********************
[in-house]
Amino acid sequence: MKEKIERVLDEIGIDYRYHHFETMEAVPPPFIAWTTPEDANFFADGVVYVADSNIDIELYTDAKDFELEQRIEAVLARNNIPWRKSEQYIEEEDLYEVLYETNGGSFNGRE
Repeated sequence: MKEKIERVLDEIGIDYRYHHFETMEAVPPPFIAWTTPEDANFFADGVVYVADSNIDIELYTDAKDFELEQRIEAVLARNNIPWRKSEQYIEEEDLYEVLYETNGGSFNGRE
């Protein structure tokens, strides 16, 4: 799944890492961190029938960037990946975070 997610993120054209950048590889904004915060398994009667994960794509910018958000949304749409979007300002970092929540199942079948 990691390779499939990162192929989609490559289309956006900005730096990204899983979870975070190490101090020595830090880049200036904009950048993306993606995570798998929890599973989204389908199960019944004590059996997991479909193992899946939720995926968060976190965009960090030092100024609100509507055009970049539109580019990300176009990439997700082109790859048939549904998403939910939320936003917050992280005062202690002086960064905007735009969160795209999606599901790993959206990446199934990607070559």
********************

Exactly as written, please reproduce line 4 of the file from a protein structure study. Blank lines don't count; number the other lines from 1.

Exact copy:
């Protein structure tokens, strides 16, 4: 799944890492961190029938960037990946975070 997610993120054209950048590889904004915060398994009667994960794509910018958000949304749409979007300002970092929540199942079948 990691390779499939990162192929989609490559289309956006900005730096990204899983979870975070190490101090020595830090880049200036904009950048993306993606995570798998929890599973989204389908199960019944004590059996997991479909193992899946939720995926968060976190965009960090030092100024609100509507055009970049539109580019990300176009990439997700082109790859048939549904998403939910939320936003917050992280005062202690002086960064905007735009969160795209999606599901790993959206990446199934990607070559």